The presence of meltwater influences Antarctic ice shelf dynamics in a way that is poorly understood. In addition to surface meltwater, subsurface meltwater lakes have been discovered close to the ice shelf grounding line. Drainage and collapse of these subsurface lakes may induce hydrofracturing and poses a potential threat to ice shelf stability. Here, we present direct observations of the near-surface firn and ice shelf structure before and after the collapse of a subsurface meltwater lake near the grounding line of the Roi Baudouin Ice Shelf (RBIS). In February 2016, ground penetrating radar (GPR) data were collected of the subsurface lake, highlighting its depth and extent. Surprisingly, when the field team returned to the site in December 2017 to repeat the GPR surveying, they found that the lake had collapsed. These unique GPR and GPS observations highlight the heterogeneity of the lake structure after collapse and allow us to see structural differences before and after collapse. Continued geophysical monitoring and analysis could provide important information to estimate the volume and hydrodynamics of the interglacial lake (e.g. horizontal vs. vertical drainage). In addition to field data, we use a regional climate model and remote sensing observations to provide an analysis of the climate forcing that may have contributed to the lake collapse. We show that anomalously high surface melting in the summer season of 2016-2017 likely contributed to the collapse. Our results shed light on the impact of subsurface lake collapse on the ice shelf structure, dynamics, and surface height changes, which is essential to understand the impact of meltwater drainage on ice shelf stability.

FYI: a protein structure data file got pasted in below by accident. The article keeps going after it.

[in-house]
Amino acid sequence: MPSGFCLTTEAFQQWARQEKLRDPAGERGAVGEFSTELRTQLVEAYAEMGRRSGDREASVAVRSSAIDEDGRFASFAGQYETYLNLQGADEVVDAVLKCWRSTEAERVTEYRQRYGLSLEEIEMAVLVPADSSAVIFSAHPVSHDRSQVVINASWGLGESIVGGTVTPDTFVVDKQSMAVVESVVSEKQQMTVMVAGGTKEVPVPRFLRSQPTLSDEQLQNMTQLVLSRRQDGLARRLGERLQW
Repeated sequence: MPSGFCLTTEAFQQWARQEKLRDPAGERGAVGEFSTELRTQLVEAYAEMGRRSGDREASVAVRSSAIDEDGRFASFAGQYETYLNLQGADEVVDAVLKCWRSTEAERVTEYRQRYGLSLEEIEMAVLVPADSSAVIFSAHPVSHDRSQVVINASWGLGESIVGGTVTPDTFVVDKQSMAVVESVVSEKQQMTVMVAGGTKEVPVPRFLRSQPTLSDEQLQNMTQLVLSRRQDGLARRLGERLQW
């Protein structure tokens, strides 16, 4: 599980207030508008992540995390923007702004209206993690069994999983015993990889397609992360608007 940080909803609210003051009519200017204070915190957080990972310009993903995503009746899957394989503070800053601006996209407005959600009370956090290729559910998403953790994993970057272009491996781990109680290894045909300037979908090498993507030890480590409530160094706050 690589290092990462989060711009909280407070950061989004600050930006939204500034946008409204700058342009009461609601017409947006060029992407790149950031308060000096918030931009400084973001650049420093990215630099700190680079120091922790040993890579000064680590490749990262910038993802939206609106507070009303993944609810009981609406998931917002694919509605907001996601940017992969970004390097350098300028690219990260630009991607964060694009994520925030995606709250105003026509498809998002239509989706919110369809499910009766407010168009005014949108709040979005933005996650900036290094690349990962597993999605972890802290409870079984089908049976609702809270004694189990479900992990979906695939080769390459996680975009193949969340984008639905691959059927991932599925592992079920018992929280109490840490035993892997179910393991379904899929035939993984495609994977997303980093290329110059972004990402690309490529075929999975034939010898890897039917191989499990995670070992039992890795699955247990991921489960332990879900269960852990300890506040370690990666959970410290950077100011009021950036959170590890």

|Number of pages
|Published - 2018
|AGU Fall Meeting 2018 - Washington, United States
Duration: 10 Dec 2018 → 14 Dec 2018
Conference number: 100
|AGU Fall Meeting 2018
|10/12/18 → 14/12/18